Frank Baumholtz

Frank Conrad Baumholtz (October 7, 1918 – December 14, 1997) was an American professional baseball and basketball player. He was an outfielder for Major League Baseball's Cincinnati Reds (1947–49), Chicago Cubs (1949 and 1951–55) and Philadelphia Phillies (1956–57). He played two seasons of professional basketball for the Youngstown Bears of the National Basketball League during the 1945–46 season, and the Cleveland Rebels of the Basketball Association of America during the 1946–47 season. He was born in Midvale, Ohio.

Frank Baumholtz
Born: (1918-10-07)October 7, 1918
Midvale, Ohio
Died: December 14, 1997(1997-12-14) (aged 79)
Winter Springs, Florida
Batted: Left Threw: Left
MLB debut
April 15, 1947, for the Cincinnati Reds
Last MLB appearance
May 26, 1957, for the Philadelphia Phillies
MLB statistics
Batting average.290
Home runs25
Runs batted in272
Frank Baumholtz
Frankie Baumholtz 1941.jpg
Personal information
Listed height5 ft 10 in (1.78 m)
Listed weight170 lb (77 kg)
Career information
High schoolMidvale (Midvale, Ohio)
CollegeOhio (1939–1941)
Playing career1945–1947
Career history
1945–1946Youngstown Bears
1946–1947Cleveland Rebels
Career highlights and awards
Stats at

College careerEdit

Baumholtz played college basketball at Ohio University, playing the guard position. Baumholtz was a first-team All-American in basketball in 1941, his senior year, leading the Bobcats to the finals of the 1941 National Invitation Tournament, the most prestigious tournament in the country at the time. He was named the tournament's most valuable player. His No. 54 jersey hangs from the rafters of the Convocation Center. It was retired on Feb. 4, 1995, which was declared "Frank Baumholtz Day" in the city of Athens, Ohio and on campus and was the only number so honored at the school until 2007 when Dave Jamerson and Walter Luckett had their jerseys retired as well.

Professional careerEdit


He played two seasons of professional basketball. In the 1945–46 season, he suited up for the Youngstown Bears of the NBL. The following year, he played for the Cleveland Rebels of the fledgling Basketball Association of America, the direct predecessor to today's National Basketball Association. During the 1946–47 season, Baumholtz played in 45 games, averaging 14.0 points per game and being selected to the All-BAA Second Team.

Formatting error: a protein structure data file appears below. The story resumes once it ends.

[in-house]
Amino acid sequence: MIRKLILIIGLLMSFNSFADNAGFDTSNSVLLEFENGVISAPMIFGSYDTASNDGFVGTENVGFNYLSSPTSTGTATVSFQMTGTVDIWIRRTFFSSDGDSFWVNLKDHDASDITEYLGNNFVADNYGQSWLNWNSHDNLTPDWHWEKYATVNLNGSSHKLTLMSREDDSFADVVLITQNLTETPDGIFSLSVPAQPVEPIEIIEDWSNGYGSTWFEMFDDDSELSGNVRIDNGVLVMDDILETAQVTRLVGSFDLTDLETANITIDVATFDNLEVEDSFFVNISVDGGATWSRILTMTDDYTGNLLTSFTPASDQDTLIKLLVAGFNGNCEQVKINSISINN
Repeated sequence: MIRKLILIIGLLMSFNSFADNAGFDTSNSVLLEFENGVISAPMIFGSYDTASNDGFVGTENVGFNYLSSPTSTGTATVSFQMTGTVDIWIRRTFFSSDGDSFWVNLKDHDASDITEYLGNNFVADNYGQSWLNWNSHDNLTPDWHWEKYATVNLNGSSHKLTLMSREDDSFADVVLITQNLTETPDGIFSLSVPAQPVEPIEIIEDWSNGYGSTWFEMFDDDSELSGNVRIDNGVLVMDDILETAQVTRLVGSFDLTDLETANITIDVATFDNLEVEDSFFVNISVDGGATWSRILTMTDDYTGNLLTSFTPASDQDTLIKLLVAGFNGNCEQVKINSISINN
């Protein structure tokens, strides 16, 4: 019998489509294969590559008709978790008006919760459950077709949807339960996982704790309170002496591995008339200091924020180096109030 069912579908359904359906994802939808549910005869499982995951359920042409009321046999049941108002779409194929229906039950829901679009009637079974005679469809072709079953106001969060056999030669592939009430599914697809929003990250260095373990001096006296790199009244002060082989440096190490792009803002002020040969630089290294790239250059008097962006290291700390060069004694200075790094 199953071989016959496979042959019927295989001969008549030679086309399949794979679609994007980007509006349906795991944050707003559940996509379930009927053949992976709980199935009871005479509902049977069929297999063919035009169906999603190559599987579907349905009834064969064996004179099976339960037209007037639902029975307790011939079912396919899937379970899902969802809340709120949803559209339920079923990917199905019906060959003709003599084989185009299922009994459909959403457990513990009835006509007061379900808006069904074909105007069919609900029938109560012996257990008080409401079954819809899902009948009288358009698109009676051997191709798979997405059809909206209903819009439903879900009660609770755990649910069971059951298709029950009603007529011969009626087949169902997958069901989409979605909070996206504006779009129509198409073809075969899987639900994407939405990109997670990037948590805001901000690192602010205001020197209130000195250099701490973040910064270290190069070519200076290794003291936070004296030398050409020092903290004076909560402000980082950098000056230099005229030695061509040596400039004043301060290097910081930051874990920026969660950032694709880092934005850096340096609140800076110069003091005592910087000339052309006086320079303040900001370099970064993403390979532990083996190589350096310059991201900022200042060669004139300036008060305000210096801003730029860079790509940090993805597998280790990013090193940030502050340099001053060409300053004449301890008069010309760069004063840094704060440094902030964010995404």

Baumholtz finished 5th in voting for the 1947 National League Rookie of the Year for playing in 151 Games and having 643 At Bats, 96 Runs, 182 Hits, 32 Doubles, 9 Triples, 5 Home Runs, 45 RBI, 6 Stolen Bases, 56 Walks, .283 Batting Average, .341 On-base percentage, .384 Slugging Percentage, 247 Total Bases and 11 Sacrifice Hits.

Baumholtz finished 17th in voting for the 1952 National League MVP for playing in 103 Games and having 409 At Bats, 59 Runs, 133 Hits, 17 Doubles, 4 Triples, 4 Home Runs, 35 RBI, 5 Stolen Bases, 27 Walks, .325 Batting Average, .371 On-base percentage, .416 Slugging Percentage, 170 Total Bases and 7 Sacrifice Hits.

In 10 seasons he played in 1,019 Games and had 3,477 At Bats, 450 Runs, 1,010 Hits, 165 Doubles, 51 Triples, 25 Home Runs, 272 RBI, 30 Stolen Bases, 258 Walks, .290 Batting Average, .342 On-base percentage, .389 Slugging Percentage, 1,352 Total Bases, 45 Sacrifice Hits, 10 Sacrifice Flies and 2 Intentional Walks. His career Fielding Percentage was .980 at all three Outfield positions.

Baumholtz had a memorable minor league season in 1950, batting .379 and collecting 254 hits in 172 games for the Los Angeles Angels of the Class AAA Pacific Coast League.

In contrast to radio's "Quiz Kids" or the 1950 Phillies "Whiz Kids", according to Chicago columnist Mike Royko Baumholtz was the anchor, as it were, of a 1950s Cubs outfield "that was so slow they were known as the Quicksand Kids." Hank Sauer and Ralph Kiner were in left and right fields respectively.[1]

Baumholtz is one of 13 athletes to have played in both the National Basketball Association and Major League Baseball. The thirteen are: Danny Ainge, Baumholtz, Gene Conley, Chuck Connors, Dave DeBusschere, Johnny Gee, Dick Groat, Steve Hamilton, Mark Hendrickson, Cotton Nash, Ron Reed, Dick Ricketts and Howie Schultz.[2]

Baumholtz died in Winter Springs, Florida at the age of 79.

BAA career statisticsEdit

  GP Games played
 FG%  Field-goal percentage
 FT%  Free-throw percentage
 APG  Assists per game
 PPG  Points per game

Regular seasonEdit

Year Team GP FG% FT% APG PPG
1946–47 Cleveland 45 .298 .776 1.2 14.0
Career 45 .298 .776 1.2 14.0


  1. ^ One More Time: The Best of Mike Royko, University of Chicago, 1999, p. 29-31)
  2. ^

External linksEdit